both devices feature a very similar field of view and virtually identical refresh rates — PSVR can do 120Hz in cinema mode, but that’s not a full virtual-reality experience.
The lenses on both sets are also very similar, but not identical. The only time you will really notice it is when something isn’t quite right. The Rift occasionally suffers from crepuscular rays, especially if you’re viewing dark environments and the headset isn’t aligned properly. The PSVR is relatively free of that, but you sometimes get smudging on the lenses when the headset gets warm. Both problems are fleeting, but if either is a deal breaker for you, it’s worth knowing about them ahead of time.
Although there is likely to be some personal preferences for which looks best, we feel comfortable enough to say that the PSVR edges out its PC counterpart.
Although both the PSVR and the Oculus Rift were initially designed with gamepad gameplay in mind, and therefore have a lot of content aimed at that input method, they also have their own set of motion controllers. The Oculus Rift has the Touch controllers — set to launch in December — while the PSVR can use PlayStation Move motion control wands.
This is one area where the PSVR’s cobbling together of different technology generations does start to show. The Move controllers are adequate, but ultimately come from the WiiMote-generation of tracking that just cannot compare to the precision of the Oculus Touch. Because of its somewhat limited playspace, PSVR also suffers from not being able to track everything you do if you step to the side or stretch your arms out too far.
Although the Rift can suffer from its own tracking issues at times, the inclusion of a secondary camera with the controllers means that it has much lower rates of hardware occlusion. The controllers are much more nuanced, too, and feature gesture tracking, hand holds, and VR-specific ergonomics to make them as innocuous as possible.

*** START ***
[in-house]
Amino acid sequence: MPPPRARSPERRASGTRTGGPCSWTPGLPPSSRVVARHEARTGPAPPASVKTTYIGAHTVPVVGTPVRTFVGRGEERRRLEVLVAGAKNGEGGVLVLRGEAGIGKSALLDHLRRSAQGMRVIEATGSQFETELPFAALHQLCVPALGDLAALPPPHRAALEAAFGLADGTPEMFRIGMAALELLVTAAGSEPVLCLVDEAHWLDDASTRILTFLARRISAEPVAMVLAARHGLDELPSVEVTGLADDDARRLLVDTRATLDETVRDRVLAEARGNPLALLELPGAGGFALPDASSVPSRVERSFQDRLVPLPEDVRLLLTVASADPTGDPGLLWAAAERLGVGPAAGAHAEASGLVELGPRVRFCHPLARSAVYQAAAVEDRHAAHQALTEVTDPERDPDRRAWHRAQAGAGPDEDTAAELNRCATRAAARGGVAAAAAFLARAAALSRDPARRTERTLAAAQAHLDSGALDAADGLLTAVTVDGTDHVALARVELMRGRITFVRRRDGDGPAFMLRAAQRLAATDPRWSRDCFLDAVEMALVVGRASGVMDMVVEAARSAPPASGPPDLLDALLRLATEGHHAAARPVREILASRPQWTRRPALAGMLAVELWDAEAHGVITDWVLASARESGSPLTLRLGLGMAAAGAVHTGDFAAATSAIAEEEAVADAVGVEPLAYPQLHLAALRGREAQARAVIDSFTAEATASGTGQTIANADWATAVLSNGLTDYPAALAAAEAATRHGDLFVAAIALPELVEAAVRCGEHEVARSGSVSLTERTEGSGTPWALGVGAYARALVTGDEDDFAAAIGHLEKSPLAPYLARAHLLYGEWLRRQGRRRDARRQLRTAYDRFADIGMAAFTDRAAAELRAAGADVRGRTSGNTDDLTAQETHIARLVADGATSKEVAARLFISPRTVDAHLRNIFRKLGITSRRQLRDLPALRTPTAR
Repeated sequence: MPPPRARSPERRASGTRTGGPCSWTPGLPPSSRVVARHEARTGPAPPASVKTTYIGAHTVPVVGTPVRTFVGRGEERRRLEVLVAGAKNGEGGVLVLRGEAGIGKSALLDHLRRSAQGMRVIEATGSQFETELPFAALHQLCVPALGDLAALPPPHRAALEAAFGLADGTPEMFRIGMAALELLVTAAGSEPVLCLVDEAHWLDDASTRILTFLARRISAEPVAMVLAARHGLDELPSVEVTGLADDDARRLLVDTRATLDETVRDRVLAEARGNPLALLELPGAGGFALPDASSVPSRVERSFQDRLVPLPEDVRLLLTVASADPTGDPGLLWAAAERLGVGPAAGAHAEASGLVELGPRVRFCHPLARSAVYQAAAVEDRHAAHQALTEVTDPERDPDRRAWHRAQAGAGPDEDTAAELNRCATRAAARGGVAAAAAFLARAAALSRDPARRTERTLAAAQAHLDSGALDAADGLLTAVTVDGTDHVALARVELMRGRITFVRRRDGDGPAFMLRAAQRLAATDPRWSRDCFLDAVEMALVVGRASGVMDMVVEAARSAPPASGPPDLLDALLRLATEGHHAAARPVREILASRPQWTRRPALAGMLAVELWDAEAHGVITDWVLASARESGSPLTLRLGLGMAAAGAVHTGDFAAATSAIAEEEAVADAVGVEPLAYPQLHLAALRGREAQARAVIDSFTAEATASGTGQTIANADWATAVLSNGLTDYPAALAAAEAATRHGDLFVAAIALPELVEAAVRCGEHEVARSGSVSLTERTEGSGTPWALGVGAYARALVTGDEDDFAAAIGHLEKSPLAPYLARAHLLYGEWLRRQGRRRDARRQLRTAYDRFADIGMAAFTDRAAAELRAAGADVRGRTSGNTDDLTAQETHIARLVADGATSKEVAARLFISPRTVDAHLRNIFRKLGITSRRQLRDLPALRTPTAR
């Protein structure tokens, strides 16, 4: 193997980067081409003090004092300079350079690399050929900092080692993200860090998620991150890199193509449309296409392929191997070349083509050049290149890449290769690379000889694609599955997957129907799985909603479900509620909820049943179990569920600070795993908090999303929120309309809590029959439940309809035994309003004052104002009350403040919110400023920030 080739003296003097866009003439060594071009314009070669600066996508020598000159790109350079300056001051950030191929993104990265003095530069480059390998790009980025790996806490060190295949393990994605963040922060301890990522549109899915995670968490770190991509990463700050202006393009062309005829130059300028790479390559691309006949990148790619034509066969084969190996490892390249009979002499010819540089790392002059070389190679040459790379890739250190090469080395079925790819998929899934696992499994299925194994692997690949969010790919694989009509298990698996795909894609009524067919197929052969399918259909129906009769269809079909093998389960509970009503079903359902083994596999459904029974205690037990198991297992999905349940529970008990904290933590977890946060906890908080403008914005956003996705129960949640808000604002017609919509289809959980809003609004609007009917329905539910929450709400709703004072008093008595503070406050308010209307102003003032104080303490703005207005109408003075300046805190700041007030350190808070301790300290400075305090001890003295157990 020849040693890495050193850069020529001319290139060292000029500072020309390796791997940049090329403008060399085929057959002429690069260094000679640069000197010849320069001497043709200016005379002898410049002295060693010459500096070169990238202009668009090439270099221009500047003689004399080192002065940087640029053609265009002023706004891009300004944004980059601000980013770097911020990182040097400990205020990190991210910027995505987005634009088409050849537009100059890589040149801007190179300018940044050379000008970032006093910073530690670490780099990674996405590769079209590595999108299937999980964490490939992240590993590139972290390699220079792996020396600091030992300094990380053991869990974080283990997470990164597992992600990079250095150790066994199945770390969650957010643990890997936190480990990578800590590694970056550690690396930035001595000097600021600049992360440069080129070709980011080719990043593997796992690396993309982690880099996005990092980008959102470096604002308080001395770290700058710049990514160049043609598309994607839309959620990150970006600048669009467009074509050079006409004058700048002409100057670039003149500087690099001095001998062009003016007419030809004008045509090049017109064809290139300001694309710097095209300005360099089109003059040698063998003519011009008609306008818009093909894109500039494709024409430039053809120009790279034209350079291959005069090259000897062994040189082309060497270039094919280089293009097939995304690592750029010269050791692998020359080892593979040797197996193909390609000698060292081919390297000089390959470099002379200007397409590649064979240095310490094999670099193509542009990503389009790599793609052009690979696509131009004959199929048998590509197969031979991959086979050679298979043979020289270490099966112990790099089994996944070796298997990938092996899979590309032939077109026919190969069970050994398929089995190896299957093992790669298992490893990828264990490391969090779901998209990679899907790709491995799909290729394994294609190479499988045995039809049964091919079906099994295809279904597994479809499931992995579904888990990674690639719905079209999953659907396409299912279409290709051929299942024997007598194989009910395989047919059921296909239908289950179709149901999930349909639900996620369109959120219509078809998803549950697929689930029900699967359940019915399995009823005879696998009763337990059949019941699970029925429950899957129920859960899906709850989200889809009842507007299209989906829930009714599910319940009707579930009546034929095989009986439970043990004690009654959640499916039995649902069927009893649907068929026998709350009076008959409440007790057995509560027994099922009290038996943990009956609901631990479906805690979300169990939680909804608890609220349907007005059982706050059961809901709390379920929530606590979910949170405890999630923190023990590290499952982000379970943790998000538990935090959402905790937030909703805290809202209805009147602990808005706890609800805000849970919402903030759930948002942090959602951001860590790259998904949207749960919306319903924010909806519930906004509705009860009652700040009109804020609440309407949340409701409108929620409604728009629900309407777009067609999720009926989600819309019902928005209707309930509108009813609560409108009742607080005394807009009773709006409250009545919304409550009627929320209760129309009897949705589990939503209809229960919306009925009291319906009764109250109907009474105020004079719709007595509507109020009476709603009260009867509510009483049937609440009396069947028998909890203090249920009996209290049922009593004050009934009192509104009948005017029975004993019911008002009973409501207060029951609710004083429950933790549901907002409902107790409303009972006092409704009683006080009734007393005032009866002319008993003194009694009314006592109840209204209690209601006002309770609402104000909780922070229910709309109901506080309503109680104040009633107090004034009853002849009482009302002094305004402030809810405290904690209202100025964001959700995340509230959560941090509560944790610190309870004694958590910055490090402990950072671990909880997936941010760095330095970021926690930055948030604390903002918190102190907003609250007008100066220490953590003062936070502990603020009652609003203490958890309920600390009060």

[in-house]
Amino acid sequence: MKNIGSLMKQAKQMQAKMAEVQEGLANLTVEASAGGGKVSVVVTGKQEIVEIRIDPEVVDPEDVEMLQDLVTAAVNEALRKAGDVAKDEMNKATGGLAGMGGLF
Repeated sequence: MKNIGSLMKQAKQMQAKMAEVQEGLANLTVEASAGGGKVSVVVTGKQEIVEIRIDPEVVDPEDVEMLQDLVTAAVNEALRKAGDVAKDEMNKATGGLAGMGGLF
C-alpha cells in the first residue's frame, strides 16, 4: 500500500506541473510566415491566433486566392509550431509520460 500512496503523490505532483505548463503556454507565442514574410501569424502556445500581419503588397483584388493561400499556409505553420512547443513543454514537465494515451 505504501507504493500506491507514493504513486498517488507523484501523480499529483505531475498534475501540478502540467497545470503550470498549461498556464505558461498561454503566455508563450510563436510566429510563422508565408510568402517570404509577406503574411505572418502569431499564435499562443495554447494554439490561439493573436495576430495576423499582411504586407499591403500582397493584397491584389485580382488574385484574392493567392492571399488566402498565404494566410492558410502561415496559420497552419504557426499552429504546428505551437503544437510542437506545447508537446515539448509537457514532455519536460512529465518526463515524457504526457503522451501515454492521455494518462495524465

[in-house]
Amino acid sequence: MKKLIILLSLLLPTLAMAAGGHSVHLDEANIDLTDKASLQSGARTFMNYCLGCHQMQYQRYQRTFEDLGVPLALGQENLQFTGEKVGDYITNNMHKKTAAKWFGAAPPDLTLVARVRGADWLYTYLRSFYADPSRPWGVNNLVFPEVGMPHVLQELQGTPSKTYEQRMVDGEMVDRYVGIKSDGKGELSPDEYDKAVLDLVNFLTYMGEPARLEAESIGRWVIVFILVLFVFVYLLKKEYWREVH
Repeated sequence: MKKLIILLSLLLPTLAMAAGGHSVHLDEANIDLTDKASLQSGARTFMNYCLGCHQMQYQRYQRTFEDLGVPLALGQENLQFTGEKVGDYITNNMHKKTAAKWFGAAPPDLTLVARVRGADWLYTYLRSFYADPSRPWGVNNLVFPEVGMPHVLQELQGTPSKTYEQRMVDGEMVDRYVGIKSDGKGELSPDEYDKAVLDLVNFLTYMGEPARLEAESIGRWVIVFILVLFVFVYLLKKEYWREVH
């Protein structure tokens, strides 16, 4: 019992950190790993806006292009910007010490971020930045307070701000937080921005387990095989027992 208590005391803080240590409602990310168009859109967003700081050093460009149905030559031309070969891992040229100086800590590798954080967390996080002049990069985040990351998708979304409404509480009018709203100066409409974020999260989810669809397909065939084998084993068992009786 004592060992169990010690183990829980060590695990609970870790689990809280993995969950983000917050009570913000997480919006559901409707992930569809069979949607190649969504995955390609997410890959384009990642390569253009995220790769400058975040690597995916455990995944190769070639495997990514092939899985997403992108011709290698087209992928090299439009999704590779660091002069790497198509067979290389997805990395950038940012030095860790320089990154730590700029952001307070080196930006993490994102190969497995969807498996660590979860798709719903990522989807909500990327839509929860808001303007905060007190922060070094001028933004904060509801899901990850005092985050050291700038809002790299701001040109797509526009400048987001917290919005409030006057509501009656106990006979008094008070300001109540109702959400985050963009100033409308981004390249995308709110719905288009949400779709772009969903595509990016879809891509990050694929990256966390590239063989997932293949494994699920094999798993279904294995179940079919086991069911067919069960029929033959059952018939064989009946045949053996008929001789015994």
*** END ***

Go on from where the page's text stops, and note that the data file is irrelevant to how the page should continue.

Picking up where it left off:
Winner: Rift + Touch
Performance and visuals
VR has a reputation for causing motion sickness, but this is something that successive generations of headsets have tried to iron out. While it is still present in some headsets, in some games, with some settings, it’s far less common these days.
Over the past few months of playing around with the Oculus Rift, it’s still something we experience now and again, mostly as the result of unfinished experiences, or unwise, rapid head movement. The PSVR hardware also keeps our stomach rather sturdy, but any game with strafing in first person at high speed still has the potential to make us a little queasy.
One of the ways Oculus and Sony (mostly) solved this issue, was by raising the minimum frame rate to 90. Both systems use a variety of hardware and software tweaks to guarantee that level of performance, and it’s a worthwhile move. Of course, this does mean that you need some reasonable hardware to get the Rift running on your PC at that level, though there are some creative workarounds that allow lower-end hardware to be used too.
Oculus’ recommended hardware includes an Nvidia GTX 970 or AMD 290, an Intel i5-4590 processor, at least 8GB RAM, and Windows 7 SP1 or later. The headset also requires an HDMI 1.3 port, as well as a pair of USB 3.0 ports and an additional one for every extra tracking camera you use.
The weaker hardware in the PlayStation 4 means that its experiences don’t look as pretty as the Rift’s, especially if you can afford to go higher than recommended specifications. Extra headroom simply translates to better visual quality and more frame rate stability.
Even though the PS4 Pro may close that gap when it’s released, it’s never going to catch up to a dedicated gaming PC. So while both headsets look great visually, the Rift has the potential to look better.
As important as all the aforementioned factors are, it’s the content you can access with each headset and controller that truly matters. Fortunately, both headsets offer decent libraries of games and experiences for new buyers to enjoy.